The early preachers in Marion County were Elders Jacob Creath, Dr. David T. Morton, T. M. Allen, Esom Ballinger, L. B. Wilkes, James A. Meng, Dr. W. H. Hopson, and others. From an early day the church of Palmyra was prominent. It established and maintained a female school. Dr. Hopson was the first president of the school. He was succeeded by L. B. Wilkes, who subsequently became president of Christian College at Columbia. In later years E. C. Browning and others served as pastor. The Hannibal church had the services of L. B. Wilkes and Henry H. Haley, C. B. Edgar, J. H. Hardin, S. D. Dutcher, Levi Marshall. The following churches were reported: Antioch, Emerson, Hannibal, Hester, Palmyra, Philadelphia, Mt. Zion, Warren, Woodland, Hannibal 2nd. In the fifties a debate between Dr. W. H. Hopson and Rev. W. G. Caples, of the Methodist Church South, was held in Hannibal and created widespread interest in that part of the state. Several state conventions of the churches have been held at Hannibal.

The early ministers of Lewis County were Jacob Creath, Esom Ballinger, John Shanks, John C. Risk, and later the ministers connected with Christian University at Canton, Missouri. During all the years preachers in the faculty of Christian University and student preachers have preached in the county and in the surrounding counties.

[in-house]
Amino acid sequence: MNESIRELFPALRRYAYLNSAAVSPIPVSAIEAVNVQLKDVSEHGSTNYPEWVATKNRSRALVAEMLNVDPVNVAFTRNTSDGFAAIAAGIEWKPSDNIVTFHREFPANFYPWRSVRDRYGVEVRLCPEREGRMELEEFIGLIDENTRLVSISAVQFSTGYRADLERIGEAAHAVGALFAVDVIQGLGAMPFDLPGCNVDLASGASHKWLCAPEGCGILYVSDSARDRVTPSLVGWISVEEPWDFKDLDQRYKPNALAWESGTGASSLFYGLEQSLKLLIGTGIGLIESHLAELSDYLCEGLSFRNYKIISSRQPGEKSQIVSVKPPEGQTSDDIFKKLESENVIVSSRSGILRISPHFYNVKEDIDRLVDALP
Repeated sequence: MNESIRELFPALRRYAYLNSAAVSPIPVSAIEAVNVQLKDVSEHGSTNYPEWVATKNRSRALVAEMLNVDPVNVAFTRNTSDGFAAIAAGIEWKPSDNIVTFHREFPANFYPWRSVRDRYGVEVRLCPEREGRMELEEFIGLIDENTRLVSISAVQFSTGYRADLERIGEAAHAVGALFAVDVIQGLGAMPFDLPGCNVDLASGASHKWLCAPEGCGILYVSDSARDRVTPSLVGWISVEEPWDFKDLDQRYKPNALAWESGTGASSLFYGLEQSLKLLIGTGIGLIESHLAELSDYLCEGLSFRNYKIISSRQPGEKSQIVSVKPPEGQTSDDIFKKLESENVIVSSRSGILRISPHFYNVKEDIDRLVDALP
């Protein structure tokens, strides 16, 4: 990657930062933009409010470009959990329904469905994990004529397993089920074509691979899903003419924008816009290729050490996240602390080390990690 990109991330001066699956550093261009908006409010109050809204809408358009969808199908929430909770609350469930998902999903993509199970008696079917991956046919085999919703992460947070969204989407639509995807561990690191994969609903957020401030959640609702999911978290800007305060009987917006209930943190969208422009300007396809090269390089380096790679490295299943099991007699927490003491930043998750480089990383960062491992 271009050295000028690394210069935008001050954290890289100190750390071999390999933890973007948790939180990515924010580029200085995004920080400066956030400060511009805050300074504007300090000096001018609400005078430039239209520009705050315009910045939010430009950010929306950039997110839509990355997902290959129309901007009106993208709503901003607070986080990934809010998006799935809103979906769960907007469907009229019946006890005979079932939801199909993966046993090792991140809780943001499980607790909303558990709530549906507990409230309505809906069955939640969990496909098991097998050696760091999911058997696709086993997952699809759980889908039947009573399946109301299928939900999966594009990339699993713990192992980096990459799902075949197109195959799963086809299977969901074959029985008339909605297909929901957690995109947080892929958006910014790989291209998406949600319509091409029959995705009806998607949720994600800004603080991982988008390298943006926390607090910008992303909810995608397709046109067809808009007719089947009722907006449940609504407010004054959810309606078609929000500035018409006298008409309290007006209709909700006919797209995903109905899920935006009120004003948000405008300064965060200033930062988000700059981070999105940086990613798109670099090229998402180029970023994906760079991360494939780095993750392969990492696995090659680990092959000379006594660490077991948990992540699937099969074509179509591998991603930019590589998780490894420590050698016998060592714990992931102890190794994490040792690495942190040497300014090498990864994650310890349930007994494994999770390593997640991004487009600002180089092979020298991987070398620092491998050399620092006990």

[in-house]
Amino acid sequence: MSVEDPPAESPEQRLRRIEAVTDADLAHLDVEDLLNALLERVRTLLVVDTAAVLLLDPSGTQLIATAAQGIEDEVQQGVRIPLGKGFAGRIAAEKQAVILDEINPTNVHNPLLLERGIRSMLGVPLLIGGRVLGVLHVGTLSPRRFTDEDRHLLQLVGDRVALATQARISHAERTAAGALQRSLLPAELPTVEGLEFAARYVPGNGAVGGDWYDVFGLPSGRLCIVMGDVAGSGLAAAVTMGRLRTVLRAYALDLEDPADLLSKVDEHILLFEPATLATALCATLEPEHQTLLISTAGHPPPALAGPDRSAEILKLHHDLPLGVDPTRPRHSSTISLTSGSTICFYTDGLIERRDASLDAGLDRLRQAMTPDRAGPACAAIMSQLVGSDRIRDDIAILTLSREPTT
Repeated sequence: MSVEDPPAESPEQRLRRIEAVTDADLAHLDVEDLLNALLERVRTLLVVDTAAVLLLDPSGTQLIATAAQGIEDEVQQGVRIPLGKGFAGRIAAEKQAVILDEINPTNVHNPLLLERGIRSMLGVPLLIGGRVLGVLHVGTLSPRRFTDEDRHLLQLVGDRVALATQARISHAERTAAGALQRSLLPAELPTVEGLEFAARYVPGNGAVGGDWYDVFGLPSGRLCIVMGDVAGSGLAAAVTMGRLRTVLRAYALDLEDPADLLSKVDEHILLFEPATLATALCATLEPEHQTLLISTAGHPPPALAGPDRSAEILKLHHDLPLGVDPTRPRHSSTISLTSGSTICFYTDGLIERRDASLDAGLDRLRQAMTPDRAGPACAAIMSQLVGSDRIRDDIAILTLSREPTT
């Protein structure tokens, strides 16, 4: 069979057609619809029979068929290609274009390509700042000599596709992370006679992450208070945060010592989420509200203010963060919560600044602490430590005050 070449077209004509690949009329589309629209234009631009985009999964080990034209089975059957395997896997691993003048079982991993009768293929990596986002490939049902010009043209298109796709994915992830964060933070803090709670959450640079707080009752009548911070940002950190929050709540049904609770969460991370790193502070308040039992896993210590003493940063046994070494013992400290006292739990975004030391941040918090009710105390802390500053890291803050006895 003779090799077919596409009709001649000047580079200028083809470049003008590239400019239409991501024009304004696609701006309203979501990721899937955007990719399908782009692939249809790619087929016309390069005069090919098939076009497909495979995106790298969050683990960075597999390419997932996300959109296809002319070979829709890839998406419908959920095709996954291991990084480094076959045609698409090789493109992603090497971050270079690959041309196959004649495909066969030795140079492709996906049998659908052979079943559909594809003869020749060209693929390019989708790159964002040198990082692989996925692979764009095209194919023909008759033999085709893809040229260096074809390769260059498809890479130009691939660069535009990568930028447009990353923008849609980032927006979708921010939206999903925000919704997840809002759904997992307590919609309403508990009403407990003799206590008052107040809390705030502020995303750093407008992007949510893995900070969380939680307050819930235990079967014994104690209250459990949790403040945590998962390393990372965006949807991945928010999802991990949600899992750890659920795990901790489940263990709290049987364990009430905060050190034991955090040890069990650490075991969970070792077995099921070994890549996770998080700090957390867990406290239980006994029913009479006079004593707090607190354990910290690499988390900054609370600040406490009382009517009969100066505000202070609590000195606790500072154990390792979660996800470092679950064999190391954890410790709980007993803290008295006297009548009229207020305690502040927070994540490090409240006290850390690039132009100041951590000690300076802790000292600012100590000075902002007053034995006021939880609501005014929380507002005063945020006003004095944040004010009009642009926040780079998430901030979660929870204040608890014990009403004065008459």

The following churches are reported: Antioch, Buena Vista, Bunker Hill, Canton, Cool Springs, LaBelle, LaGrange, Lewistown, Midway, Monticello, Newman Chapel, Prairie View, Sugar Creek, Williamstown, Mt. Zion, Turpins, Tolona.

Being just north of Lewis County, Clark County has had the services of the same preachers from the faculty and students of Christian University, with much the same results.

The following named churches have been organized and maintained ministers and kept up regular services: Alexandria, Carmel, Fairmount, Elm, Kahoka, Louray, Peakville, Shiloh, Star, Winchester.

In Scotland County the following churches are reported: Antioch, Bible Grove, Concord, Lawn Ridge, Prairie View, Granger, Gorie, Plum College, Memphis, Rutledge, Salem, and Union. These churches have been organized by the ministers and students of Christian University.

The ministers who labored in Audrain County in an early day were Elder T. M. Allen, Dr. W. Hopson and Dr. John A. Brooks. Many meetings were held in the county by traveling evangelists and the following churches are reported:

Farber, Laddonia, Liberty, Friendship, Martinsburg, Mexico, Macedonia, Midway, New Hope, Rising Sun, Rock Hill, Rush Hill, Salt River, Unity, Vandalia. The church in Mexico is one of the largest and most influential in the state.